A YES vote means the person approves this funding increase, while a NO vote would keep funding at the current level.
Prop 28 was endorsed by the California Democratic Party and interestingly there are no organizations that have spoken out against the measure.
Prop 29: Requires a licensed physician on-site at kidney dialysis clinics and establishes other state requirements
Prop 29, which deals with staffing at kidney dialysis clinics, is similar to those voted on in 2018 and 2020. The measure would mandate that clinics have at least one physician, nurse or medical assistant on site to administer treatment. .
Supporters believe the change could reduce patient hospitalizations, while opponents believe the increased staffing is an unnecessary expense that could put many private dialysis clinics out of business.
The YES campaign is supported by the Service Employees International Union-United Healthcare Workers West, the California Labor Federation and the California Democratic Party.
The NO campaign was funded by private dialysis companies such as DeVita and Fresenius Medical Care, and also found support from the California Republican Party, the American Nurses Association and the California Medical Association.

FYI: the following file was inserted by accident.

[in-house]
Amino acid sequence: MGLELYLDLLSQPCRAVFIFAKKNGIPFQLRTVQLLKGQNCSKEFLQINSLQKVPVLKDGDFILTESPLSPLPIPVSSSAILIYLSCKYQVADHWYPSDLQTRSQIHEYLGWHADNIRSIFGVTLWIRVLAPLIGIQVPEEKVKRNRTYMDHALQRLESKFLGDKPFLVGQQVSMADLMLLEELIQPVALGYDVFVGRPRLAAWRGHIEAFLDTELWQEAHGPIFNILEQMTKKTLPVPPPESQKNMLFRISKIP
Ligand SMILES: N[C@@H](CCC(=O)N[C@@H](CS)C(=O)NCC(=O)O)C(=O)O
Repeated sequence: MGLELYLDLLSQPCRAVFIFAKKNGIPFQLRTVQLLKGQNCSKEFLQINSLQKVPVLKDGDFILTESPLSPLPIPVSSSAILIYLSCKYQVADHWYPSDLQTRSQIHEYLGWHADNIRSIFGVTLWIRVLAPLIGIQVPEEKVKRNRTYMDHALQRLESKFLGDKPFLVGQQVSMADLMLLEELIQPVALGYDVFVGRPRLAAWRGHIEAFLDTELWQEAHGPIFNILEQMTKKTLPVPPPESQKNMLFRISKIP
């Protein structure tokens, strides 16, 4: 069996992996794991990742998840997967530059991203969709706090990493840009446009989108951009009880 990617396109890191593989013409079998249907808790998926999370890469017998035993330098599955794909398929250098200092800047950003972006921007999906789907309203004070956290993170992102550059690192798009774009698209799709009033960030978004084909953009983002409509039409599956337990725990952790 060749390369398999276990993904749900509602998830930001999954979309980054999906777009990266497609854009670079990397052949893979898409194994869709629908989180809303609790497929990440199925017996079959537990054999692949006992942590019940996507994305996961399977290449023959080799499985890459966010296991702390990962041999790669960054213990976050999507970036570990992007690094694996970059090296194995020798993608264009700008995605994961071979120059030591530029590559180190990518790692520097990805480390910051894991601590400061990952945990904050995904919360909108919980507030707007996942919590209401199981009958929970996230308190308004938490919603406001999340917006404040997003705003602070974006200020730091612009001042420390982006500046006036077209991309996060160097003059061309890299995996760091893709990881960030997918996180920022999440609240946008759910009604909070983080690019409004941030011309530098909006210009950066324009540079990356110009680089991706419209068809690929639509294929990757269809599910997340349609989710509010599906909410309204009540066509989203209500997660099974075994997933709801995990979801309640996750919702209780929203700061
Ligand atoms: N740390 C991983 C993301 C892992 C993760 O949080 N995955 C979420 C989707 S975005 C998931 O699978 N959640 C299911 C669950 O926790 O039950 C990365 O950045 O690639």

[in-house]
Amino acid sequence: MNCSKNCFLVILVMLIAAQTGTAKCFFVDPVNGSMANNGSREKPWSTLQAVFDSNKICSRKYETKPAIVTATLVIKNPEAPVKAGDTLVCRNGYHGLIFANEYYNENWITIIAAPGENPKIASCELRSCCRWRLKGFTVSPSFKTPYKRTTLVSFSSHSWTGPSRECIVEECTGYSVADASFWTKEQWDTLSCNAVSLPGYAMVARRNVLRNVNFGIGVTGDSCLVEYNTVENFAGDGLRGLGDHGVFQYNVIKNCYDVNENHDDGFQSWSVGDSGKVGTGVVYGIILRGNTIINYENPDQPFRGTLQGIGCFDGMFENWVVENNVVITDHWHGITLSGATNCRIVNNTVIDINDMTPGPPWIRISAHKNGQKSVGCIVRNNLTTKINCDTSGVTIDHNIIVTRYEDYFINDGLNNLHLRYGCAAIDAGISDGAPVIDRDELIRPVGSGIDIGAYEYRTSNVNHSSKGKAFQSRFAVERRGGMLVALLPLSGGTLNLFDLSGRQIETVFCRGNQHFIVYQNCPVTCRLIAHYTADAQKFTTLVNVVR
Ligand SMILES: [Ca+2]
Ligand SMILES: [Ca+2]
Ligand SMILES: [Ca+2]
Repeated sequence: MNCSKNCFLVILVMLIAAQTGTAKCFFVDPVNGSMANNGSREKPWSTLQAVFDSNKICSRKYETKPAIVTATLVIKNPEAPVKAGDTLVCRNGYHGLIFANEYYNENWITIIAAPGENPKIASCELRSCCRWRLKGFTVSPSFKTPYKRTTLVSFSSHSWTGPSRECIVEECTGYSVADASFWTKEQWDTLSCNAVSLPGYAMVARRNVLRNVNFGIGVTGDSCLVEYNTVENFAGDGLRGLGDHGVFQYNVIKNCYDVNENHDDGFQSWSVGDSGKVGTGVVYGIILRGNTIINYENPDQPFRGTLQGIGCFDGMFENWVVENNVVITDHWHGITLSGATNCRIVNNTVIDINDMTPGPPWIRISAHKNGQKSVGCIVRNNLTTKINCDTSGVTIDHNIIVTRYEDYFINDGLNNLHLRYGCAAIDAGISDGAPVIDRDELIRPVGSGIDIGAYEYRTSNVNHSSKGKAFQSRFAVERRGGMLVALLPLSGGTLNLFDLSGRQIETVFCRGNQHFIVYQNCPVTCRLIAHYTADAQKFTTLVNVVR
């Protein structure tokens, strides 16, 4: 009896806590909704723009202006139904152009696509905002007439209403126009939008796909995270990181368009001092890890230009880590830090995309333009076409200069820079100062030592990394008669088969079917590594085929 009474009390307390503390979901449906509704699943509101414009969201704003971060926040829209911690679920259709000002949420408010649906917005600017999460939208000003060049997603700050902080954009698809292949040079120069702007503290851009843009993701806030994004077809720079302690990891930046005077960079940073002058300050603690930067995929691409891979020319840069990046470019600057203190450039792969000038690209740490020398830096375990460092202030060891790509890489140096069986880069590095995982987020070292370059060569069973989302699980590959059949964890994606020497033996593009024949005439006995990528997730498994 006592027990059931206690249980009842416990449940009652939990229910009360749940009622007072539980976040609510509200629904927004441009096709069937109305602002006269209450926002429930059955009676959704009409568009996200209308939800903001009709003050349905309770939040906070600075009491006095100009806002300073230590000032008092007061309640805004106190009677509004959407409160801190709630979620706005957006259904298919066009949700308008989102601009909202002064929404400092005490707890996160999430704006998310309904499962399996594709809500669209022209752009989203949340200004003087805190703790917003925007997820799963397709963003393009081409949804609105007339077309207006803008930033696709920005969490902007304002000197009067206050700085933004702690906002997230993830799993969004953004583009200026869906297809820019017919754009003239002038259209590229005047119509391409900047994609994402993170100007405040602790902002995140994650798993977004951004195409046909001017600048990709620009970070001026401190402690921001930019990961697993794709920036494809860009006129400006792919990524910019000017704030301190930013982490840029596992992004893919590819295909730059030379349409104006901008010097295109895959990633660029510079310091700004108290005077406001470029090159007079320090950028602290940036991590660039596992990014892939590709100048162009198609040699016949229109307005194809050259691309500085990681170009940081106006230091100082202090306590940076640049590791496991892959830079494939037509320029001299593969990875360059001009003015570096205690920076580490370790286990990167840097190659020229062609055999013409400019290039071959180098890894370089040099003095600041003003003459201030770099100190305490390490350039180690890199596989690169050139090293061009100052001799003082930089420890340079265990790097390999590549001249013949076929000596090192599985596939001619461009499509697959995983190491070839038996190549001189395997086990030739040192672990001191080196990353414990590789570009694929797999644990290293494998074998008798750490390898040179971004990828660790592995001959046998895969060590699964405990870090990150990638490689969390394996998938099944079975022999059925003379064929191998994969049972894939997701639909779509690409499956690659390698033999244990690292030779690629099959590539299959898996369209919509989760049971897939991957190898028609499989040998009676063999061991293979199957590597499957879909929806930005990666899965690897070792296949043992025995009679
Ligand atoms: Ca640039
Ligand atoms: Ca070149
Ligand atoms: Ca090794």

Prop 30: Provides funding for air pollution reduction and wildfire prevention programs by raising personal income taxes over $2 million
Electric cars continue to gain popularity in the Golden State, and Prop 30 would spur further demand for gas-guzzling cars by imposing a 1.75 percent income tax increase on those making more than $2 million a year. The funds raised, which the state estimates could be as much as $4.5 billion, would be used to provide rebates to low- and middle-class families who buy electric cars and expand charging infrastructure. About a quarter of the revenue would also be used to hire and train fighters, which are desperately needed as the fire season grows longer and longer.
The basis of support for this proposal is a bit odd. While the proposal was supported by the California Democratic Party, Gov. Gavin Newsom opposes the tax increase, along with the state Republican Party and the California Teachers Association.
Prop 31: Referendum on a 2020 bill that would ban the retail sale of certain flavored tobacco products
The last and final proposal on this year’s ballot concerns state laws on the availability of certain tobacco products. Prop 31 was put on the ballot after opposing the implementation of a state law that banned the commercialization of tobacco products with flavors that appeal to children, including mango and cotton candy. A YES vote means the voter would like to see these products banned, while a NO vote means they wish to reverse the 2020 law and allow these products to be sold.